Building a social network for the home

April 14 / 133

Photo: The Fairshare team: From top row (left-right): Matt Lawry, Sam Russell, Dean Pilioussis, Jules Malseed-Harris, Oliver May. Bottom row (left-right): Kav Singh, Alex McLeod, Doug Hendrie.
Photo: The Fairshare team: From top row (left-right): Matt Lawry, Sam Russell, Dean Pilioussis, Jules Malseed-Harris, Oliver May. Bottom row (left-right): Kav Singh, Alex McLeod, Doug Hendrie.

University alumni and students have collaborated on a new smartphone app for iOS and Android that helps make share-housing a success.

Fairshare, cofounded by Jules Malseed-Harris and Oliver May, is an app that lets people living together to organise household tasks, split shared expenses and easily communicate with one another. 

CEO and Cofounder Jules Malseed-Harris, a Melbourne alumnus and former Commerce tutor said the app is like a private social network for the home.

“It helps you organise and manage the communal tasks of cooking, cleaning and shopping,” he said.

Fairshare users are able to earn points for doing various tasks around the house and record different house expenses.

“The app keeps track of all the house finances surrounding rent, bills and shopping. It has a house feed where all of that information flows through to and allows people to have a private social network with their housemates”, he said. 

The team is able to track the success of their app based on the number of users, which has been growing very quickly as they approach 10,000 registered users.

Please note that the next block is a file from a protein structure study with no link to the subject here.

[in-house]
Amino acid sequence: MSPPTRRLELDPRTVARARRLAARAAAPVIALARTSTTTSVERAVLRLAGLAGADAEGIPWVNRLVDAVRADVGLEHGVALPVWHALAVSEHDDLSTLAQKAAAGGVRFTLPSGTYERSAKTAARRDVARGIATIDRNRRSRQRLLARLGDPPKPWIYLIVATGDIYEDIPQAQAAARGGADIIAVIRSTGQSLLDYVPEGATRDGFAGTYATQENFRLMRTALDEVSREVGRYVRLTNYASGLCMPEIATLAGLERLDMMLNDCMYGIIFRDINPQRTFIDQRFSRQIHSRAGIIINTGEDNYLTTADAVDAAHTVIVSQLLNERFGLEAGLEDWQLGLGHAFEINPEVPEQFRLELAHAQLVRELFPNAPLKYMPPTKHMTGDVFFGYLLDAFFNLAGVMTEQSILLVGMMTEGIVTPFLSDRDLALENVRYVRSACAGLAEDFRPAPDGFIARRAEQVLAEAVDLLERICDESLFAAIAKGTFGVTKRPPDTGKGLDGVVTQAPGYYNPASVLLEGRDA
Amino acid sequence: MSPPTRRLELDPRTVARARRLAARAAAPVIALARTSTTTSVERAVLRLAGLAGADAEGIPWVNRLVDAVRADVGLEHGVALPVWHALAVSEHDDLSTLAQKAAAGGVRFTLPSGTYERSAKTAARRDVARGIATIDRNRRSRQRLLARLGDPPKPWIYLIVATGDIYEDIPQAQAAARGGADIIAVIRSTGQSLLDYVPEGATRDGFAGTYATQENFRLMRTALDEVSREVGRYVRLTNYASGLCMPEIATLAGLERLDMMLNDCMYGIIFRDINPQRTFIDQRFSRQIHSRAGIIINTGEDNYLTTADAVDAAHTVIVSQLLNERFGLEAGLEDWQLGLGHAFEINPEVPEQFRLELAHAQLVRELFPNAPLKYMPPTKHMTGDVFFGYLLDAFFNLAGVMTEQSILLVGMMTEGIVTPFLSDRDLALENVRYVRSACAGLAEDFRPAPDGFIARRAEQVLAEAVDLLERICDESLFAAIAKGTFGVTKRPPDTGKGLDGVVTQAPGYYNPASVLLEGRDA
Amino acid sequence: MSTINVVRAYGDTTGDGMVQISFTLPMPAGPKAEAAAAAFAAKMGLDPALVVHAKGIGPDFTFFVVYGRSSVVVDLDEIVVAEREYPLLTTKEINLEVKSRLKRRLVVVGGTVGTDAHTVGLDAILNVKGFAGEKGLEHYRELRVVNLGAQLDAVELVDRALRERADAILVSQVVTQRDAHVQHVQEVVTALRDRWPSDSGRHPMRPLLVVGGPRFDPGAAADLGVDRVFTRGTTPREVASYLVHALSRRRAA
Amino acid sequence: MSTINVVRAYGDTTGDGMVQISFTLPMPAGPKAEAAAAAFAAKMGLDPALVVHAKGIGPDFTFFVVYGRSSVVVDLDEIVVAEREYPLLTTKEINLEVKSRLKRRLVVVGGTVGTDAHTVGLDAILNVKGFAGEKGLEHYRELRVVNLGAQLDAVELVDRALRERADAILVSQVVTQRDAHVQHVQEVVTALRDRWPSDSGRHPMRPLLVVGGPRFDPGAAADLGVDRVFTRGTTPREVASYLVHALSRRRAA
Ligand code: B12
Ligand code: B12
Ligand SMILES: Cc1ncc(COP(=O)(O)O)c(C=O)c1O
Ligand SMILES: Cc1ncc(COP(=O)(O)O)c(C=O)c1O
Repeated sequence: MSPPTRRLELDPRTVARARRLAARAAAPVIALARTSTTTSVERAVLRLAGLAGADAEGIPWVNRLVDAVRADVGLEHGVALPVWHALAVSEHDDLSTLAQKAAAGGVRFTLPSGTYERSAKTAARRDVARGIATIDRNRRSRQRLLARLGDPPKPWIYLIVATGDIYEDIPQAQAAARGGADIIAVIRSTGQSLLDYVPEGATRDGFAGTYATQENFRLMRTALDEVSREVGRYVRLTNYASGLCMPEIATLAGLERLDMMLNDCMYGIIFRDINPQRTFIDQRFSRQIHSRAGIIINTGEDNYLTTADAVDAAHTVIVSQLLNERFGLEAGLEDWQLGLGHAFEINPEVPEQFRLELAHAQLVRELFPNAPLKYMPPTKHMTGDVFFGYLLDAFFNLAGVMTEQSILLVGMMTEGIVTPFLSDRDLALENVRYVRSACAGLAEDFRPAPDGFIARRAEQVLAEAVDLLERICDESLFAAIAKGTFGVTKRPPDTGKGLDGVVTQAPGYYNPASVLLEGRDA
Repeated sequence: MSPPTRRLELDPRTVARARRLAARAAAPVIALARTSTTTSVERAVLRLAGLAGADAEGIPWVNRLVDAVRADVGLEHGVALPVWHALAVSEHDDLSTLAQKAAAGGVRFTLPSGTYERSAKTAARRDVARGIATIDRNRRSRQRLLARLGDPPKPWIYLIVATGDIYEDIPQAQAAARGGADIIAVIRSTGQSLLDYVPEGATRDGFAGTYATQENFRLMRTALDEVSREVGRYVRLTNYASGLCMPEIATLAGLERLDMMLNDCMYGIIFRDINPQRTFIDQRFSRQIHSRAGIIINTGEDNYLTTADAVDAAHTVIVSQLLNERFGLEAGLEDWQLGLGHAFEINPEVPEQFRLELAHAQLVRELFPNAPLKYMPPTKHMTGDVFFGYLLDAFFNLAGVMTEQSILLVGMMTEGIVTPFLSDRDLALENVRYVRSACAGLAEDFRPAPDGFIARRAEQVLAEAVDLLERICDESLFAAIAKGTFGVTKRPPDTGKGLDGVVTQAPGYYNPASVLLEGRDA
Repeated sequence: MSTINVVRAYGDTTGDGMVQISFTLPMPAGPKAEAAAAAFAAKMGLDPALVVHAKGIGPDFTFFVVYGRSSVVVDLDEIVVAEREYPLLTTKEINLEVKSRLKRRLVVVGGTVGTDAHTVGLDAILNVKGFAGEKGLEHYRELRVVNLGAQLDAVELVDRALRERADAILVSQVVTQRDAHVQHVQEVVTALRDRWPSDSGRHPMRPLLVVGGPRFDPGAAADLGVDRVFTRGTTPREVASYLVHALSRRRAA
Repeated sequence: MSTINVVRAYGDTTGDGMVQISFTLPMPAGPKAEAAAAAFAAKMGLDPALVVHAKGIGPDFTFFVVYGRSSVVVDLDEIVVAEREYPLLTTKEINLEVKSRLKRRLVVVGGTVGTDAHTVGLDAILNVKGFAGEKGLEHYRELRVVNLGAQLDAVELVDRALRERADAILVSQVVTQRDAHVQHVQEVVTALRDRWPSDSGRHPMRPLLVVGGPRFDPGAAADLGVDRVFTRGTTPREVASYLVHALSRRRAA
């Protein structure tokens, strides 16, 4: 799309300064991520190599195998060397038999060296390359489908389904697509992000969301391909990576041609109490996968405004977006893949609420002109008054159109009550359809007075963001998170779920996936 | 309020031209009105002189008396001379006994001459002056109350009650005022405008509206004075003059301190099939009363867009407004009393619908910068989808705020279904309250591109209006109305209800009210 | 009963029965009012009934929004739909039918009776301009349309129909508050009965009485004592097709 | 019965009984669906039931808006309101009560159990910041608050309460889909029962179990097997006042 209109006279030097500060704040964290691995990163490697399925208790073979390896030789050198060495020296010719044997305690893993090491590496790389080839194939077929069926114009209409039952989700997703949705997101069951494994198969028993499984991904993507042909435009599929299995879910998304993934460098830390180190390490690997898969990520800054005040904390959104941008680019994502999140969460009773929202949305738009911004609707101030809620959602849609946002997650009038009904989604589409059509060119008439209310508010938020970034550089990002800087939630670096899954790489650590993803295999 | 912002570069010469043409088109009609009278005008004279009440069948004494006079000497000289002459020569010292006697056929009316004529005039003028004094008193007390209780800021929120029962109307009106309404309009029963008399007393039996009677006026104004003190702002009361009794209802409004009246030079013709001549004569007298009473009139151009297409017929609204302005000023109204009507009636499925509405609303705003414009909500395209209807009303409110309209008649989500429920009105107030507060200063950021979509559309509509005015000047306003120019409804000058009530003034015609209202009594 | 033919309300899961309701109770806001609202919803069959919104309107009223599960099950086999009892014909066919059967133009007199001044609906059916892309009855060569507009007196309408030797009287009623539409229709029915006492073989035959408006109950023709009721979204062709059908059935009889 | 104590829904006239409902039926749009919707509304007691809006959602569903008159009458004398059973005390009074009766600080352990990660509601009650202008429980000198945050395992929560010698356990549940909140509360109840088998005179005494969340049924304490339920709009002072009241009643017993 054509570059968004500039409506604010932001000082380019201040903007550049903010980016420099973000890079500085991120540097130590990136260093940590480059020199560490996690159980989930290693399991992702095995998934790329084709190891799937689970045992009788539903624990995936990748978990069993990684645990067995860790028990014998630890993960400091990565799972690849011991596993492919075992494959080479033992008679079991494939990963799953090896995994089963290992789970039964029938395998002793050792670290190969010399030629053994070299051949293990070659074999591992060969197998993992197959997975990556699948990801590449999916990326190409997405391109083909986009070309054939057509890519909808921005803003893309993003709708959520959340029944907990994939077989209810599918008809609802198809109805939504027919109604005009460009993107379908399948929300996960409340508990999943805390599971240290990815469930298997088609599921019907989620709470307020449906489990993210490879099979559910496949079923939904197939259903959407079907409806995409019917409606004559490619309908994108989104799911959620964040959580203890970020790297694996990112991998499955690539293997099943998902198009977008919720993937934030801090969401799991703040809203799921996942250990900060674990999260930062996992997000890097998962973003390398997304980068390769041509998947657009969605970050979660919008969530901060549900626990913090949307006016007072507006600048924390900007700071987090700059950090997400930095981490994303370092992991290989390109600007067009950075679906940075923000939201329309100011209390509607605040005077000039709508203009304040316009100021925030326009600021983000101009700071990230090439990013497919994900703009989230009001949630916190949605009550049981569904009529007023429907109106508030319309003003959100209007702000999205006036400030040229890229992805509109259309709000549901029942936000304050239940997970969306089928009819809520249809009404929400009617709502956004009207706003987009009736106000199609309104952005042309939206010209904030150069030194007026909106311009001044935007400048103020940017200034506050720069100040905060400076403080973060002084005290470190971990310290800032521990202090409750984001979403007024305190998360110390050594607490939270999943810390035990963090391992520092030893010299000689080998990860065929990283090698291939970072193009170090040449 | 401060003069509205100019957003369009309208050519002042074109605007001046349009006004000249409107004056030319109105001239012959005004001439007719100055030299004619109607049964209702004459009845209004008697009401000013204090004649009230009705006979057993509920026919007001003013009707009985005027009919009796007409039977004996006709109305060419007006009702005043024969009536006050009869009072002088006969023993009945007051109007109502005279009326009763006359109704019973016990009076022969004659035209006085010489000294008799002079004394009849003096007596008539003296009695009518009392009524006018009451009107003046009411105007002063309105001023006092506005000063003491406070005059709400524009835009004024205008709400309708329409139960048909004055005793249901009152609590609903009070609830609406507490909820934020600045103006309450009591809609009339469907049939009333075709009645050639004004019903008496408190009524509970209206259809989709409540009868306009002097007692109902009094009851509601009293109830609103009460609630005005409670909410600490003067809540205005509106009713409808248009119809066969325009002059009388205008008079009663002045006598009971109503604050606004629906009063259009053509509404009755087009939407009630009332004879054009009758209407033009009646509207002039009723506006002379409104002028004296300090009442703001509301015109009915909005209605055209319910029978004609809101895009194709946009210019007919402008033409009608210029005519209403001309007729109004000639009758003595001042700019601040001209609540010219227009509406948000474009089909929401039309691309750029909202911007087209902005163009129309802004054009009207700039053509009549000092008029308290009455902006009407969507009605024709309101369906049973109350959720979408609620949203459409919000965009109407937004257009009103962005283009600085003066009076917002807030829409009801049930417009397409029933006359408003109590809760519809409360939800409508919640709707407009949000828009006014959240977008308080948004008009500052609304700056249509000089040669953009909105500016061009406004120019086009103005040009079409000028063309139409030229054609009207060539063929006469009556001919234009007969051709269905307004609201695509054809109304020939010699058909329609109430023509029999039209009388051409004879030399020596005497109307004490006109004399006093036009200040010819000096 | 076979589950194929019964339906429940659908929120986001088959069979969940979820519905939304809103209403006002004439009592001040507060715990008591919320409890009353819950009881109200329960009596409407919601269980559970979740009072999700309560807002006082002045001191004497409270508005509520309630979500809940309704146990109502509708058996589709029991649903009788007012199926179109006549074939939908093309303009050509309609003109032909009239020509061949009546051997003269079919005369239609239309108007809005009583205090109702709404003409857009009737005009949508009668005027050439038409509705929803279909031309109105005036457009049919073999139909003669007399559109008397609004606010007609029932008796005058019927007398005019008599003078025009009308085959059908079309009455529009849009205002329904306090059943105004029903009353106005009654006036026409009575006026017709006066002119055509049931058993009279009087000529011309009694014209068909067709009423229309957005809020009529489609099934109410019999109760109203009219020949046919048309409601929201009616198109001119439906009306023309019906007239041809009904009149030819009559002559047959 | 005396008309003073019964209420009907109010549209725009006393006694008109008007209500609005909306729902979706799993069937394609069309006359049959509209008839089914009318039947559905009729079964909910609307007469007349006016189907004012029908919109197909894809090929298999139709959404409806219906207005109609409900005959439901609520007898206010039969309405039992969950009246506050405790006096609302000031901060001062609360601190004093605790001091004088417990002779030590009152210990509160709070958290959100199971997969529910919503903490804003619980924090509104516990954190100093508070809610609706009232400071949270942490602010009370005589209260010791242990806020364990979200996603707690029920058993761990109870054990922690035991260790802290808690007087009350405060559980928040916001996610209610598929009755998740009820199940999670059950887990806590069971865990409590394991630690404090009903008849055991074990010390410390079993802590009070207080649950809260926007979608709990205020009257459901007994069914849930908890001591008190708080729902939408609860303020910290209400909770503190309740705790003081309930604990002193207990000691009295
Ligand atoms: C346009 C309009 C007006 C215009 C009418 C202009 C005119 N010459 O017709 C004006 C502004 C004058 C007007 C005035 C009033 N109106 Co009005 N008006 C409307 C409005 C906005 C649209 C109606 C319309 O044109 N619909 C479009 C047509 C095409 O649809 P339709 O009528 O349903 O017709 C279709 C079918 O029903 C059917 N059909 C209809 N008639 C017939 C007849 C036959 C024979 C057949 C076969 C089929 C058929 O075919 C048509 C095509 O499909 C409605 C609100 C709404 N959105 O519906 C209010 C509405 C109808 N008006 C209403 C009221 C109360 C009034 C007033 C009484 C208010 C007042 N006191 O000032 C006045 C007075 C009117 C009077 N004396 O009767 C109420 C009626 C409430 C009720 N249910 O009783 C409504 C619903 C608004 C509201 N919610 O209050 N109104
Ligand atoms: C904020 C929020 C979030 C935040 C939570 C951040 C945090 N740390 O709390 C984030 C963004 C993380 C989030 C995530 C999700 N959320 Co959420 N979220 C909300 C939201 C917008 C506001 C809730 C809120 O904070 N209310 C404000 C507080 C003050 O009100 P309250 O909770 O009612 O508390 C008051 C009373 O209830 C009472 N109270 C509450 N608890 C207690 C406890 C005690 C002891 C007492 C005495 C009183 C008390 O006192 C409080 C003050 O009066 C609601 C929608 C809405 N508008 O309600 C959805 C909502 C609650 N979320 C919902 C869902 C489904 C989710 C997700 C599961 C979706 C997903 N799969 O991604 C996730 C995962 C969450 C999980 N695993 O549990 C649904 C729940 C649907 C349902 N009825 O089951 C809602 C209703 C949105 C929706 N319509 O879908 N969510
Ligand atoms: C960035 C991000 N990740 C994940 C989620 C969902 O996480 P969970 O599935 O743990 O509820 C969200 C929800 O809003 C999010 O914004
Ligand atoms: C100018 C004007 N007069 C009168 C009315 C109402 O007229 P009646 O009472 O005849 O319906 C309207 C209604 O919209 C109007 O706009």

Bachelor of Science student Alex McLeod balances his studies with his role of Chief Technology Officer at Fairshare. 

“For me, a great deal of the technical skills required to create the app were learnt in my studies here at the University,” Mr McLeod said.

“If there was one thing I would want to convey, it’s that people should definitely consider studying software engineering, computing or anything like that, because the opportunities are huge.

“It’s a great industry to be in, and there’s a massive shortage of people doing it.”

Although launched in February this year, the idea for Fairshare developed over several years. 

While completing an Economics and Management degree in 2004, Mr Malseed-Harris moved into a house with fellow Melbourne students. After a few years of living together, the housemates found chores difficult to manage. They decided to try and make a system that would solve share-housing issues and help make tasks such as cleaning or making dinner enjoyable activities.

“We tinkered with a points based system for tasks, doing it on a paper based arrangement between 2006 to 2013,” Mr Malseed-Harris said.

“As some people have observed, there’s a lot of basic first year microeconomics ideas within the app, in terms of incentive structures and transparency. 

It’s ultimately about aligning those individual incentives with the overall household, which is something I studied and taught here in Melbourne.”

For more information on the app, go to: www.getfairshare.com or download the app directly from the App Store or the Google Play Store.  

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